“There’s always going to be tension between politicians and the media. I think certainly during the Trump administration, it was at a very low point. I hope we don’t go lower than that. Look, he described us as enemies of the people, as traitors, as garbage scum. The administration, in many instances, treated us that way. And then its followers, whether they were politicians or ordinary citizens, started to treat the press that way. I hope that we’re beyond that. I think that there will always be tensions between the press and government officials, but it needs to be respectful. And I think we’re going to get back to that. There will be tensions with the Biden administration. There’s no question about that.

“There’s an assumption with people who lean to the right ideologically that we had a warm, cozy relationship with the Obama administration at The Washington Post — we did not. We were consistently denied interviews with President Obama in the final two years of his presidency, despite continually asking for one. And they said no repeatedly because they didn’t see us as a place where they would go unchallenged. And that’s OK, because they should be challenged regardless of whether they are in the Democratic Party or the Republican Party, regardless of who they are.”

On enforcing journalistic notions of objectivity on social media platforms

“Well, first of all, I don’t tweet anymore because I’ve grown to dislike Twitter as a forum for a sophisticated discussion of the issues of the day. But we allow people to participate in social media. Of course, that’s fine. They can have a social media presence, but we try to take great care with what we publish. And we have layers of editors who review what we intend to publish to ensure that they meet the standards and principles and core values of The Post. We want to hear the voices of people who come from different life experiences, people of different identities, people who see the world differently. We want them to share those perspectives internally. We want to see it manifested in the journalism that we practice. But we need to make sure that when people are on social media that they are meeting the standards that we try to enforce in our journalism and in other forums as well.”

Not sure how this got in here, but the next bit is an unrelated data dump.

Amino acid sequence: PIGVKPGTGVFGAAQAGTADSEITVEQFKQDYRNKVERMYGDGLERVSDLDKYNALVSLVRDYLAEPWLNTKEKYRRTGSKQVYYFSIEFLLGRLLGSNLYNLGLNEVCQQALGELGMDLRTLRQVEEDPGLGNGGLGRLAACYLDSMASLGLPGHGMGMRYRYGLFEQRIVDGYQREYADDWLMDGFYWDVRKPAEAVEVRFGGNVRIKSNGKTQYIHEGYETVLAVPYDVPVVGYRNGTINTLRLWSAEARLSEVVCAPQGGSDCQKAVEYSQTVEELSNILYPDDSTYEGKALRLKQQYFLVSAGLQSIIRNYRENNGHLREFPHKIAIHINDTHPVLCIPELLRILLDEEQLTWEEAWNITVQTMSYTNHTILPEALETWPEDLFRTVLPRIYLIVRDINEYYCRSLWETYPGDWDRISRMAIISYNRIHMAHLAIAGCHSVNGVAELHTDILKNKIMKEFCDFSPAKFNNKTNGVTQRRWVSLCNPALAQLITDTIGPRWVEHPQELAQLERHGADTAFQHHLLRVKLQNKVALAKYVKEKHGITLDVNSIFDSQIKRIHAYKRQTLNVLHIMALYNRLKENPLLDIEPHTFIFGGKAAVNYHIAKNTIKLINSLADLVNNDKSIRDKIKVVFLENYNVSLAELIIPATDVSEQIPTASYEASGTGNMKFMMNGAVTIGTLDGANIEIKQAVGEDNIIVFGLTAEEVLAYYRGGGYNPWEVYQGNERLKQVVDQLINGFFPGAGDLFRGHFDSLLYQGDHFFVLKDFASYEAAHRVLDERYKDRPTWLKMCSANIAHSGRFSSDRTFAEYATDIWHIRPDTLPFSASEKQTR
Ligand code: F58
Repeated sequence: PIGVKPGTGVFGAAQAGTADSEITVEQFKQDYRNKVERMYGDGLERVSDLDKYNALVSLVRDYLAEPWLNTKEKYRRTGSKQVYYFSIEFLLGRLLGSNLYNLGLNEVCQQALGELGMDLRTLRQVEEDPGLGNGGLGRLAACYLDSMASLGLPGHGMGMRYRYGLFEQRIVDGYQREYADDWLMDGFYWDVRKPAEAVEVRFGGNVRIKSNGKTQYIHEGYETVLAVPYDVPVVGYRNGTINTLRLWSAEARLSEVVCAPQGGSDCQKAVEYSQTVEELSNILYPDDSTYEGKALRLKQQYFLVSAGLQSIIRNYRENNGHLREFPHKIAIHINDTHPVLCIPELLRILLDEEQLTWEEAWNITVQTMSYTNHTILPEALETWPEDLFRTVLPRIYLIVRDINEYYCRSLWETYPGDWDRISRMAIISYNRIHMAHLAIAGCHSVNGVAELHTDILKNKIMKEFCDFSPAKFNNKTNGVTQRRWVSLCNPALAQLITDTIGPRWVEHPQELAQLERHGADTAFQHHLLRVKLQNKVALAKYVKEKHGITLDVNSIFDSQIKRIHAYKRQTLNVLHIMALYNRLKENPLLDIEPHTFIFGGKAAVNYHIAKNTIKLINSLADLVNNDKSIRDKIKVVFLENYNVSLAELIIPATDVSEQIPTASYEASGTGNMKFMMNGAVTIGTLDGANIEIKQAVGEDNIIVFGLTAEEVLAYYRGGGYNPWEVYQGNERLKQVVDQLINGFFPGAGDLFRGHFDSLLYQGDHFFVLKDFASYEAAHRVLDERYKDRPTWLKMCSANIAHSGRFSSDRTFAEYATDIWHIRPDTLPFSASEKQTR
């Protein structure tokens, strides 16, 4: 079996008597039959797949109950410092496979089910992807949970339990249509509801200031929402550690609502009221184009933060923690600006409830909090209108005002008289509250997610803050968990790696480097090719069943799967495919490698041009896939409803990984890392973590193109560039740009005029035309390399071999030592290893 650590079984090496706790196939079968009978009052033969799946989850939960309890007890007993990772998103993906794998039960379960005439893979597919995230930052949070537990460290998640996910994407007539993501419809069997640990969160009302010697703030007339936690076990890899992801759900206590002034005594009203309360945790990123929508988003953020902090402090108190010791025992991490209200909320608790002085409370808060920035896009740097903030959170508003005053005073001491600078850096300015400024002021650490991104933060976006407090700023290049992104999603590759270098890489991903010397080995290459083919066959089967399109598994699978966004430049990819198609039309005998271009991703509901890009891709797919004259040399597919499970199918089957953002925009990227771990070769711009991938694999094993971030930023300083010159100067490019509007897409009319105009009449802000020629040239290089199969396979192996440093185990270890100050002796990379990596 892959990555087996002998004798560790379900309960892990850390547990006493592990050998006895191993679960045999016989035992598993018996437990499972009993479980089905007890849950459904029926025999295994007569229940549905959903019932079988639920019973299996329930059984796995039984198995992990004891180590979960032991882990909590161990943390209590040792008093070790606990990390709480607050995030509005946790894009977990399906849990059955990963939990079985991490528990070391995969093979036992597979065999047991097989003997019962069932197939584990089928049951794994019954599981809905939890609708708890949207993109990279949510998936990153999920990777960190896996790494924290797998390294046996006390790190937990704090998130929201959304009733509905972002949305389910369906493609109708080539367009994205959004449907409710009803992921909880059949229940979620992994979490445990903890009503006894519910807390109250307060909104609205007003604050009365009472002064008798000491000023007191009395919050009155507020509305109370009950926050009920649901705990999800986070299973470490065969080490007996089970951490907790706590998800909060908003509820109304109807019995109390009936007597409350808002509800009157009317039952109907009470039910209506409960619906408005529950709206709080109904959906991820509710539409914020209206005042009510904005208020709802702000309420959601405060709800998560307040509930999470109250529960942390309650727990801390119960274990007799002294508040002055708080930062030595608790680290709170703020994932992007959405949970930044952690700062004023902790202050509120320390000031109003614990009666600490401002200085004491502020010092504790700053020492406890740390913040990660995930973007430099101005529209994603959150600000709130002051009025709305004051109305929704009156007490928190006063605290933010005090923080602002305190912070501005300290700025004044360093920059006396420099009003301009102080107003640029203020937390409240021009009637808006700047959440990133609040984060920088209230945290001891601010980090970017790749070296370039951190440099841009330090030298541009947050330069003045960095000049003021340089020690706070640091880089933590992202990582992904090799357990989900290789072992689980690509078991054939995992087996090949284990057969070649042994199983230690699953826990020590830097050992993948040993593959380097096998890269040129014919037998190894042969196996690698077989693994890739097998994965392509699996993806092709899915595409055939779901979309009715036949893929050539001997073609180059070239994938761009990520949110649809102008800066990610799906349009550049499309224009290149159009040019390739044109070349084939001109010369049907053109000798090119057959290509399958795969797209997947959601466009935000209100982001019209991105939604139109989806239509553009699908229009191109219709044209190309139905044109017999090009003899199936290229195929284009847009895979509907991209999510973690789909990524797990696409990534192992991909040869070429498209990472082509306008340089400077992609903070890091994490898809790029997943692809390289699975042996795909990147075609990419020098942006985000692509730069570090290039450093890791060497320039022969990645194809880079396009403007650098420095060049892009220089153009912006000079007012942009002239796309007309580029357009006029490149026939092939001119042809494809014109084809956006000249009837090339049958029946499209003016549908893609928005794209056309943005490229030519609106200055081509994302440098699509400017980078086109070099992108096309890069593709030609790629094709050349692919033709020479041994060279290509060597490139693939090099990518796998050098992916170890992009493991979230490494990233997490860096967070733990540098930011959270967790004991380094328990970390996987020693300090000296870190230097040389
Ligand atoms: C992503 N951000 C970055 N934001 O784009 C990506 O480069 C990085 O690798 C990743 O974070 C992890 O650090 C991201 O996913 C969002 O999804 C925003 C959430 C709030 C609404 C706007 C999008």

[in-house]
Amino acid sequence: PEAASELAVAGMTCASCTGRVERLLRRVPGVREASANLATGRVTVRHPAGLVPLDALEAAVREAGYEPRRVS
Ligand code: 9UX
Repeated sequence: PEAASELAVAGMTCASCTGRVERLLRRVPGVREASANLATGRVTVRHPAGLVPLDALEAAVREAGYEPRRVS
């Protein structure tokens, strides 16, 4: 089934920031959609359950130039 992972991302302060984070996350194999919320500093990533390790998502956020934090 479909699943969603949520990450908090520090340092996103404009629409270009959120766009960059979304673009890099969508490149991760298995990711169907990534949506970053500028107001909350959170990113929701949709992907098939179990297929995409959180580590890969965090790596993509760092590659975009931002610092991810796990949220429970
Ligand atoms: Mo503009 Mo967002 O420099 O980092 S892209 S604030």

On defining objectivity in journalism

“We need to understand what objectivity is and what the origin of that term was. The origin really dates back 100 years to Walter Lippmann when he wrote about it. And I think people have routinely mischaracterized what objectivity is. It’s not neutrality. It’s not both sides-ism. It’s not so-called balance. It is that a recognition, in fact, that all of us have preconceptions and that when we go about our reporting that we need to approach stories in an open-minded, fair, honest way and do our reporting and do it really thoroughly and do our research and the most rigorous possible way. And when we’ve done that, the notion of objectivity is that we will then report what we find in a direct, forthright, unflinching way.

“The idea of objectivity was to counter the propaganda of the era during the Woodrow Wilson administration. So I think it’s a good concept, and I don’t think the alternatives are terribly good. And the alternative is that in a newsroom that every individual should be able to say whatever he or she wants, however he or she wants to. And I don’t think that really works terribly well. And it has the effect of undermining the reputation of the institution. And I think it’s important to point out that we are an institution. We are not just a collection of individuals. We as an institution stand for the practice of journalism in a certain way. In fact, our principles were set down in 1935. They are on the wall as you walk into our newsroom. They’ve served us well all these years, and I think they continue to serve us well.”

Jill Ryan produced and edited this interview for broadcast with Tinku RaySerena McMahon adapted it for the web.

This article was originally published on WBUR.org.

Copyright 2021 NPR. To see more, visit https://www.npr.org.